Indoor skydiving center IFLY coming to Brandon next to Top Golf (w/video)

There’s no wild blue yonder, just a tunnel of air, when it comes to skydiving at IFLY. See more at
There’s no wild blue yonder, just a tunnel of air, when it comes to skydiving at IFLY. See more at
Published June 17, 2016

BRANDON — Local adventurers will soon be able to "skydive" without having to jump off an airplane, instead floating on a cushion of air generated by giant fans at an indoor skydiving center planned for Brandon.

The IFLY chain will open next to the Top Golf attraction on Palm River Road near the intersection of the Lee Roy Selmon Expressway and Interstate 75. The venture will be another big get for the Brandon area, which has enjoyed a number of big openings in the past few years, including Top Golf and a Bass Pro Shop.

Officials at the Austin-based company have not responded to repeated requests from the Tampa Bay Times for information on the Brandon site, but the website Indoor Skydiving Source reported that the local IFLY will open in November. The project is also detailed on the website of ARCO/Murray Construction Co., the company that also built the Top Golf facility and is working on the Tampa General Hospital healthplex nearby. The construction company also confirmed the November opening.

IFLY facilities feature a vertical wind tunnel powered by giant fans that can generate up to 175 mph winds, with the force adjusted for participants' body weight.

"For me, it's just a complete feeling of freedom — and I have the reference of skydiving," said Vince Arnone, who runs Indoor Skydiving Source from Chicago. "There's a leap of faith you have with skydiving, when you jump out that airplane door, and you don't have that with (indoor) skydiving."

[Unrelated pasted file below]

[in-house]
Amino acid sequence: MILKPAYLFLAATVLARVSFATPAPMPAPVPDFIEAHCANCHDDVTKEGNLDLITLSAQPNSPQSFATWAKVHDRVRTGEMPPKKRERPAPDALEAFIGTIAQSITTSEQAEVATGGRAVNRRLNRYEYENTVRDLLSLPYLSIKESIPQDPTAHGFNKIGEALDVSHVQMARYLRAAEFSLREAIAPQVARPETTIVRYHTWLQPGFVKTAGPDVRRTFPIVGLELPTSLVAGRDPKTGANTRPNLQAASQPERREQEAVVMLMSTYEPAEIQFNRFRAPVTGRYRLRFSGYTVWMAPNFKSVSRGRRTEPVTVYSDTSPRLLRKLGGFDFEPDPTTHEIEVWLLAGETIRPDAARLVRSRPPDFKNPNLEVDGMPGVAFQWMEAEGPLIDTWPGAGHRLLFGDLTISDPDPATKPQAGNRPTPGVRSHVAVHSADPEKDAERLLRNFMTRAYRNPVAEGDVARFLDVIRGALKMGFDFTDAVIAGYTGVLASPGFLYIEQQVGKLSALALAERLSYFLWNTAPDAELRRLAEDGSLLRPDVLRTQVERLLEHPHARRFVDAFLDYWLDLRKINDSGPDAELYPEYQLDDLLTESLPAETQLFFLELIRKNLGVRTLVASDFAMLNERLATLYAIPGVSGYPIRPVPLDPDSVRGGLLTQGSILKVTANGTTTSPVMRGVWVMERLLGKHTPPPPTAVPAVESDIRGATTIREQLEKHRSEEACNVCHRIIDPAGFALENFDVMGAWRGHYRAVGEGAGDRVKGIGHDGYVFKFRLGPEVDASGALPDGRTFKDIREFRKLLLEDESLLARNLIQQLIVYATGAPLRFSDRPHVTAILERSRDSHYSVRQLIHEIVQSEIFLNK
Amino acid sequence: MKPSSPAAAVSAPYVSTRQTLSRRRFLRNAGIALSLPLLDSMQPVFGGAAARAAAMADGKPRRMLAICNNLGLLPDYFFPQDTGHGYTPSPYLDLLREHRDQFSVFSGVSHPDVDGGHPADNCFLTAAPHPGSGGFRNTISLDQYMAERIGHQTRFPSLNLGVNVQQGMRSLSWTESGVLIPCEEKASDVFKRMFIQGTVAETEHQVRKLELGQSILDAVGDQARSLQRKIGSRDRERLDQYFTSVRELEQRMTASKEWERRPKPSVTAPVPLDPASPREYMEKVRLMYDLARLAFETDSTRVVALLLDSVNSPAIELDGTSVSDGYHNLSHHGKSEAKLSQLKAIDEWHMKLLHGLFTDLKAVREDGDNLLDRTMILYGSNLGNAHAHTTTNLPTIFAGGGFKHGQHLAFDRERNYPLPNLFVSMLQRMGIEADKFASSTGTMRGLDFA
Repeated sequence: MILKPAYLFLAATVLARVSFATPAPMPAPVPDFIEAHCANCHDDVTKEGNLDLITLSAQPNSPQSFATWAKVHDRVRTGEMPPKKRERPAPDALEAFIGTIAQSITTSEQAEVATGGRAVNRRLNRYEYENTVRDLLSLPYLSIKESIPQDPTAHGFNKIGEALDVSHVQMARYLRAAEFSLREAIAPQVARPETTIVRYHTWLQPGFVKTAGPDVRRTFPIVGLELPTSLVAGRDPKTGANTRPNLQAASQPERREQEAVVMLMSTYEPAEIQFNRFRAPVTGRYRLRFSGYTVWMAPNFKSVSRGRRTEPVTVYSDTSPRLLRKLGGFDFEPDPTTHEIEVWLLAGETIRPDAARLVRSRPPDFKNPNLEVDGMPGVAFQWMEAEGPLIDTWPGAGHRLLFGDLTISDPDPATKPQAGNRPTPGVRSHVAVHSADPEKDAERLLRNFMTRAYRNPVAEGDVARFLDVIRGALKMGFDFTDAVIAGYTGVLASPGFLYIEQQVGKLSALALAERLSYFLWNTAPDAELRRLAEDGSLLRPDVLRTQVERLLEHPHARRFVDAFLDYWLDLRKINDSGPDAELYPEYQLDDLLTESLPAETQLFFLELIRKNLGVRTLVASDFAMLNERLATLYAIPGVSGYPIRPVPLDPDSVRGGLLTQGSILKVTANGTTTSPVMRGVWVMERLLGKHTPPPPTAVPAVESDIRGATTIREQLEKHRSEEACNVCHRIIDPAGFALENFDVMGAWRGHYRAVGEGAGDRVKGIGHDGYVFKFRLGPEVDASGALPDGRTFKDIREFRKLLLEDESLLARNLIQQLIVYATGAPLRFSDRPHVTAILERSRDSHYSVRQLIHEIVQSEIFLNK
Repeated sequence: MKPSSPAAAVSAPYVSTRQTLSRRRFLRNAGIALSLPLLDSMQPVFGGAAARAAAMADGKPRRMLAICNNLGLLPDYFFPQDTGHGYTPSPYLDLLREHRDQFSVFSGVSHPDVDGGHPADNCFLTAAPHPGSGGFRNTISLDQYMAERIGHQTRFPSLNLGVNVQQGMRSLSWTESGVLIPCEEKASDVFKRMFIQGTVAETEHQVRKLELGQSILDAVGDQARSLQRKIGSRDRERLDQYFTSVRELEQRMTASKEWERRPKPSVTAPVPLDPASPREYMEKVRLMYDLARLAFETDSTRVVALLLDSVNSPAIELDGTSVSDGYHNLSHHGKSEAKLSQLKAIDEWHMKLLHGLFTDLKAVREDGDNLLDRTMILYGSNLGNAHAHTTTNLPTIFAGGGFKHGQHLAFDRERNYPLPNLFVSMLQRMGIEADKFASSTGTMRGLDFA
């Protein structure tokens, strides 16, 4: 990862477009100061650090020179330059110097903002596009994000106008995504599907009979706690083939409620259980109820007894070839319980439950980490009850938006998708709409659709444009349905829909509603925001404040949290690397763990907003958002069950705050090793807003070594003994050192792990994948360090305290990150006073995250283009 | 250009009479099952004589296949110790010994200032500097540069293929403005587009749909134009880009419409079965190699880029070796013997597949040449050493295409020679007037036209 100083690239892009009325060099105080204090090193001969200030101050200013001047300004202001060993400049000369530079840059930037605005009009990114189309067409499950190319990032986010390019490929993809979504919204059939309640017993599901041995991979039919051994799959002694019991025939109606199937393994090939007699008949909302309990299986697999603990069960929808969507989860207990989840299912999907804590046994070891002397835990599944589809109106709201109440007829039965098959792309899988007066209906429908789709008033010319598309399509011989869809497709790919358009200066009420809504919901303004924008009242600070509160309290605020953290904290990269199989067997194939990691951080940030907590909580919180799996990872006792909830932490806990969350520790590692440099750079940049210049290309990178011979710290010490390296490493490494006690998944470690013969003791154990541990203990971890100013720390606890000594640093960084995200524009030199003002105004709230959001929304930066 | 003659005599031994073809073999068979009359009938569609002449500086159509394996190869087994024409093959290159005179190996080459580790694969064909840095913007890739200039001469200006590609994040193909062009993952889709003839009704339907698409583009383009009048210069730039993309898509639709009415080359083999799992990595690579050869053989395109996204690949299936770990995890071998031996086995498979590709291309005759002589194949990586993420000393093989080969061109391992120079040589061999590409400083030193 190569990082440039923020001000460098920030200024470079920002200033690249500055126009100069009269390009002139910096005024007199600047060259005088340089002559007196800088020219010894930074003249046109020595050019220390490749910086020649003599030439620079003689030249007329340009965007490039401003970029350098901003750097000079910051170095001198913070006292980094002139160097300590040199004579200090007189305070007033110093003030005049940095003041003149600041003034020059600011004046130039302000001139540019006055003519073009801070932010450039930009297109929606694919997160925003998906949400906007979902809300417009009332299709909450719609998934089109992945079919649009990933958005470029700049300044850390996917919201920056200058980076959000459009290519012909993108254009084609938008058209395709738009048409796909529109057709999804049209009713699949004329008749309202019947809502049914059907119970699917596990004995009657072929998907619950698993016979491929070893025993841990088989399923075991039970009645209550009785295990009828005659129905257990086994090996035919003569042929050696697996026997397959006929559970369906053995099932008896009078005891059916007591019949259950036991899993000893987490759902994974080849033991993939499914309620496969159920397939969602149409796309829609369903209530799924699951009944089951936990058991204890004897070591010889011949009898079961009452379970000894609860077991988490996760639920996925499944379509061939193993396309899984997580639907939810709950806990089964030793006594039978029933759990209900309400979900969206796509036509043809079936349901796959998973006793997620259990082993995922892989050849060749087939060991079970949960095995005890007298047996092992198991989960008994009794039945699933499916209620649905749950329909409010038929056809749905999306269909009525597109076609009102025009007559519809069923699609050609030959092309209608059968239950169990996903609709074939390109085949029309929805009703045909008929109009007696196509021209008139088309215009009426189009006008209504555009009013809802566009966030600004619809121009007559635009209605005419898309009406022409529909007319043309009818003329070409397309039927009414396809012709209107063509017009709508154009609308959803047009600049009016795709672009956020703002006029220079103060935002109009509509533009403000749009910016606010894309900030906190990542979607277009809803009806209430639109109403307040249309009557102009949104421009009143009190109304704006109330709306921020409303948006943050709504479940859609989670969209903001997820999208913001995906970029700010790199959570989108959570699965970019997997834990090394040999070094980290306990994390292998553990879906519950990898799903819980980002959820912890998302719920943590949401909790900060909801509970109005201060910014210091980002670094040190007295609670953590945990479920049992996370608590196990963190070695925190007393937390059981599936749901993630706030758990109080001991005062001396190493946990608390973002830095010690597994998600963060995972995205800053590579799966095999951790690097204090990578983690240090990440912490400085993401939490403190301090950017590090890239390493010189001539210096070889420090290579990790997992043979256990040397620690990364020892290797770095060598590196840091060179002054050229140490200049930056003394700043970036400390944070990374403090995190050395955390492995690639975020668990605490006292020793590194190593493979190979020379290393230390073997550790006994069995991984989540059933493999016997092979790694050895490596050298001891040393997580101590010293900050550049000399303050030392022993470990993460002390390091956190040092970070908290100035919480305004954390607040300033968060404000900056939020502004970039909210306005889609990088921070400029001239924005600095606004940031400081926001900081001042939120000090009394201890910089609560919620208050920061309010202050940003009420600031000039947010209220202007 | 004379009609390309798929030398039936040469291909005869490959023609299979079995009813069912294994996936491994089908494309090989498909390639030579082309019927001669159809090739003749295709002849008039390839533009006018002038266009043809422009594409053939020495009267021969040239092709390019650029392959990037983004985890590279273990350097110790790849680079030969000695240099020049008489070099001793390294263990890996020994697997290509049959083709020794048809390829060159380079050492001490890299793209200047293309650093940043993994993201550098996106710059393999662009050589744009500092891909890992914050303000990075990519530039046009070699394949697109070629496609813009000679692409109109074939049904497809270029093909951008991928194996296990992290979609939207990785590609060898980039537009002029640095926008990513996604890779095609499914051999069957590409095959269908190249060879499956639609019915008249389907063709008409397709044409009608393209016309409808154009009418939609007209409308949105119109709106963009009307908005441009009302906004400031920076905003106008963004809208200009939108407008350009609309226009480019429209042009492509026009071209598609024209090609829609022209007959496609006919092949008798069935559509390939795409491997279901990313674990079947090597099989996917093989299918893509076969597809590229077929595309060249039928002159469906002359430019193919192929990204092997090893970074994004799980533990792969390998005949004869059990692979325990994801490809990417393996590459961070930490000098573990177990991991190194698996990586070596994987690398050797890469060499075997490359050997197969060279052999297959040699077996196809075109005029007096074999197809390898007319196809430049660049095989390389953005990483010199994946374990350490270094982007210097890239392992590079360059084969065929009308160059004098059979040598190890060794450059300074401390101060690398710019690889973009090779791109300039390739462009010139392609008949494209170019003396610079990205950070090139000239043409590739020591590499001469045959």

Participants have a training session in an on-site classroom, then are provided a jumpsuit, helmet, goggles and earplugs. An instructor accompanies rookies, but additional runs can be accomplished solo or with friends.

Prices start at $59.95 at IFLY's Orlando facility for two flights of several minutes each. That's the freefall equivalent of three skydives from 12,000 feet, according to the IFLY website.

Participants eventually can perform advanced gymnastic maneuvers and even compete. The second World Cup of Indoor Skydiving takes place in October in Warsaw. Arnone said some participants choreograph moves to music.

The sites also host parties and corporate team-building events.

IFLY has 50 facilities worldwide and has entertained more than 7 million fliers. It was founded in 1998 in Orlando when the technology was developed to create a stable, wall-to-wall cushion of air in a flight chamber.

"You go from standing to leaning in and then lying down on this wind that's supporting you, and you have this complete freedom of movement," said Arnone. "The cool thing is that it's so accessible, and it's so safe."

Contact Jerome R. Stockfisch at